Last week we studied the symbolic action of our Lord entering into the City of Jerusalem on a donkey. His action conjured up passages throughout the OT in which God promised to rescue His people from exile and restore them to fellowship with Him and with the land. Jesus’ action announced the fulfillment of those promises. God was acting in Him to rescue His people.

But the promises throughout the OT were mixed with warnings. When God arrived on the scene, He would come to save, come to deliver, come to rescue; but He would also come to judge unbelief, to condemn the wicked. His coming would be, as Malachi said, like a refiner’s fire, like fuller’s soap. Many of the Jews assumed that this meant He would rescue Jews and destroy Gentiles; the Jews were the chosen people, after all. But Jesus undermines that notion. The wicked who would be condemned were the leaders, the shepherds in Israel along with the sheep who were willingly following them in their idolatry and folly.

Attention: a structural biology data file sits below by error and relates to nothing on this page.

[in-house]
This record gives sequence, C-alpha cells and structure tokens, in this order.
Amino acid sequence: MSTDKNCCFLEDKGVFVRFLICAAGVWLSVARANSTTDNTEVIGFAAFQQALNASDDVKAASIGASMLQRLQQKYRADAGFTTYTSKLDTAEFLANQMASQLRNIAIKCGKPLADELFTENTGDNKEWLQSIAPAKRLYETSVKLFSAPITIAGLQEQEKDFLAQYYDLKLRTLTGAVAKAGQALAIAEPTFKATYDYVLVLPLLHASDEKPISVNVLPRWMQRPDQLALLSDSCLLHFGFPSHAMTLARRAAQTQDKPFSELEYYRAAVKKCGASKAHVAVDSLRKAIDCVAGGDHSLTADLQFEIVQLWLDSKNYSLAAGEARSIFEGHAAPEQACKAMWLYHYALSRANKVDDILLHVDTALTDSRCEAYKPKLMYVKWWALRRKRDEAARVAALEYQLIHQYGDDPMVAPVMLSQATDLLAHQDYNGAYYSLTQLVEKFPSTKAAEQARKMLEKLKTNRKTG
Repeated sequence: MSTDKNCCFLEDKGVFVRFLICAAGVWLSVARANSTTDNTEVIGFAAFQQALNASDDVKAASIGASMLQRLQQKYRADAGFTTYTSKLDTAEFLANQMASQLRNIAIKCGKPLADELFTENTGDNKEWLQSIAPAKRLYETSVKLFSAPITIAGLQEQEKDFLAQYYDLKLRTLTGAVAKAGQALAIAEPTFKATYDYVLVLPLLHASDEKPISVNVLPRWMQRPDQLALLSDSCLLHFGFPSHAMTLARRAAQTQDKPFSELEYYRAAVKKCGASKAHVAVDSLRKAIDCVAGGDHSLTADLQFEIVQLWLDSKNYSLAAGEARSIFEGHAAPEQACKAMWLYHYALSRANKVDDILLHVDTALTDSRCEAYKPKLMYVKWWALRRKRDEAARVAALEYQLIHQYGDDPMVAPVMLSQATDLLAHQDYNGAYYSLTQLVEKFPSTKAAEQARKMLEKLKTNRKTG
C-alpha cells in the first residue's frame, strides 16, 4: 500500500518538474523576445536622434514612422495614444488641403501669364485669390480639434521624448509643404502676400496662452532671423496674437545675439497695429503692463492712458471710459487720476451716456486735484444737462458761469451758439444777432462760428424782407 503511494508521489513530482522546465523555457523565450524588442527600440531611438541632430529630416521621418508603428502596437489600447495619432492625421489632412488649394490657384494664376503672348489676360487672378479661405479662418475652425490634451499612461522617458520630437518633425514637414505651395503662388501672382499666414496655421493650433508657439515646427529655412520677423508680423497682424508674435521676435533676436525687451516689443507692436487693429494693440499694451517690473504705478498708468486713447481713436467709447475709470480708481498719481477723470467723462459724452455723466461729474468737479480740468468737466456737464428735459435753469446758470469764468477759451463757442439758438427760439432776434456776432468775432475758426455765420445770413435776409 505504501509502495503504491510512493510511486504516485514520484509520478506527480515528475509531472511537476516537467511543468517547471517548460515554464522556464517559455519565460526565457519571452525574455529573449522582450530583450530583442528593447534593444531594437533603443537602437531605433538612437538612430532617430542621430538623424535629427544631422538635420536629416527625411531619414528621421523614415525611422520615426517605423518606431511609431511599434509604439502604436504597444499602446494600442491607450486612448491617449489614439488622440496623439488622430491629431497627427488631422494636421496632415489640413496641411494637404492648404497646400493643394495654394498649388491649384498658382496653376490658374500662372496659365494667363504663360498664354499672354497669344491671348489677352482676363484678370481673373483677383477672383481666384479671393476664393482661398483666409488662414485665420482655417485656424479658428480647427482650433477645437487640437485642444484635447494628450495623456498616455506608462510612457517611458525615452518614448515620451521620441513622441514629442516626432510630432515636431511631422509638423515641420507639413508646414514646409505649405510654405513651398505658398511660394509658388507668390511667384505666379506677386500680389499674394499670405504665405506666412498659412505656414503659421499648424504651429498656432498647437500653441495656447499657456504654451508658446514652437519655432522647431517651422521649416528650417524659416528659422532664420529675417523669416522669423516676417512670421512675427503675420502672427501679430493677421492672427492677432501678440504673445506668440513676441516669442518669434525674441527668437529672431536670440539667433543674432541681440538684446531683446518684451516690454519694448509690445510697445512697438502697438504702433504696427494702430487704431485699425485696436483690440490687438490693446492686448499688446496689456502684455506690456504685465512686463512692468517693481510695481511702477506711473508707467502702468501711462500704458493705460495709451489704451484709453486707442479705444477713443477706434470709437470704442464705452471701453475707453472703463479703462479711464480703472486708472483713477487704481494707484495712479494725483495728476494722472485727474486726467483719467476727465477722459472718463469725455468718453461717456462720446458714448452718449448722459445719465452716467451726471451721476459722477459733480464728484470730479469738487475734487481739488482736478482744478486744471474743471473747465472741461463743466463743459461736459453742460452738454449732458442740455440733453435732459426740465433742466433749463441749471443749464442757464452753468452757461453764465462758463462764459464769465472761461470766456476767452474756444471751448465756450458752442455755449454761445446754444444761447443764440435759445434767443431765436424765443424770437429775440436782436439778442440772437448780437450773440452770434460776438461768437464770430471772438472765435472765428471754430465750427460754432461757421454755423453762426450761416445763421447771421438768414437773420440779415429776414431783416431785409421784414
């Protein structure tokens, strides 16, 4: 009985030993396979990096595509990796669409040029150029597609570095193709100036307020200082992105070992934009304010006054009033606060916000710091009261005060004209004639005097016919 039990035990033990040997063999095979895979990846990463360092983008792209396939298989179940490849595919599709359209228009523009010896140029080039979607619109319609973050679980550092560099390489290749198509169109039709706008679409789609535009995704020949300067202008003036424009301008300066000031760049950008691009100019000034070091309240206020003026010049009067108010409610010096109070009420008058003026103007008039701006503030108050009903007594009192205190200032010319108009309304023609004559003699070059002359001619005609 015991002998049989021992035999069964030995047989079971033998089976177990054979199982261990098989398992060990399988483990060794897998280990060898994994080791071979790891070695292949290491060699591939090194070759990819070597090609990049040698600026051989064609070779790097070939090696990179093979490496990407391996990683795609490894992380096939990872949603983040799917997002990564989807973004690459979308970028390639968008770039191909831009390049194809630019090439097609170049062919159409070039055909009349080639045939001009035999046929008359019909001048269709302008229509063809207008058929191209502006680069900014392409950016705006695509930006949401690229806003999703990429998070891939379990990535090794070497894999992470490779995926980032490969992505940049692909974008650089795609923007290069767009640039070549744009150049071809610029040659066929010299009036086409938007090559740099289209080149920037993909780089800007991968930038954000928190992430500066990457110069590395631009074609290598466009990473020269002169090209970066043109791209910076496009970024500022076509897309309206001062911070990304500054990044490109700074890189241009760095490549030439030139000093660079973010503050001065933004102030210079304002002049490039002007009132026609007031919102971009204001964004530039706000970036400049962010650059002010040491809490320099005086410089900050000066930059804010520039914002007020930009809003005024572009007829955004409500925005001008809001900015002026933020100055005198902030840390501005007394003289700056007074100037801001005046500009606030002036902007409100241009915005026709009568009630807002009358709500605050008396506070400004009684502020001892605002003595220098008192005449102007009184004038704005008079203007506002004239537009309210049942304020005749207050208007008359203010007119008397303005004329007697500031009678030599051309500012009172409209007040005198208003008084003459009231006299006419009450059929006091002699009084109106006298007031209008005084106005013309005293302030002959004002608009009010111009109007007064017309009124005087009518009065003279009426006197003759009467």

Today we study another symbolic action of our Lord – the point of the action this time pointing to the coming destruction of the Herodian Temple and the judgment of all who refused to give heed to His warnings.